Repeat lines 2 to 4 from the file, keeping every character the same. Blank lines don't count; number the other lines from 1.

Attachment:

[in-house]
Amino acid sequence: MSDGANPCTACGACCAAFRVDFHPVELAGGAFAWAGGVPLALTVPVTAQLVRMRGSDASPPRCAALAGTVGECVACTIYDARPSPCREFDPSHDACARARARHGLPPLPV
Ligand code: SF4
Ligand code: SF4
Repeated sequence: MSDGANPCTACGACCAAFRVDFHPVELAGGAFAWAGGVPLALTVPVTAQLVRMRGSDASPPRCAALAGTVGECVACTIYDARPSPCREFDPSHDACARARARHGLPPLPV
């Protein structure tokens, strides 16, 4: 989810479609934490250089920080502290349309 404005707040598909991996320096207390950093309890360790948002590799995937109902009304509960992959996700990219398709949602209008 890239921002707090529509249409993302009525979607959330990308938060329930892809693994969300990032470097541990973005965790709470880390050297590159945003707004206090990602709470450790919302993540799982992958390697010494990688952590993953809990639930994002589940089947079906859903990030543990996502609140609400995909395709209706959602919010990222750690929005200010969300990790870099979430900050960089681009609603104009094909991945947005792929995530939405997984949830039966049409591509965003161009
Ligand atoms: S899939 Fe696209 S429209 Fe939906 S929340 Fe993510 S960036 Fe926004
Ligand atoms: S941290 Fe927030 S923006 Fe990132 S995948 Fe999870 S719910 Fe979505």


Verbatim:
Amino acid sequence: MSDGANPCTACGACCAAFRVDFHPVELAGGAFAWAGGVPLALTVPVTAQLVRMRGSDASPPRCAALAGTVGECVACTIYDARPSPCREFDPSHDACARARARHGLPPLPV
Ligand code: SF4
Ligand code: SF4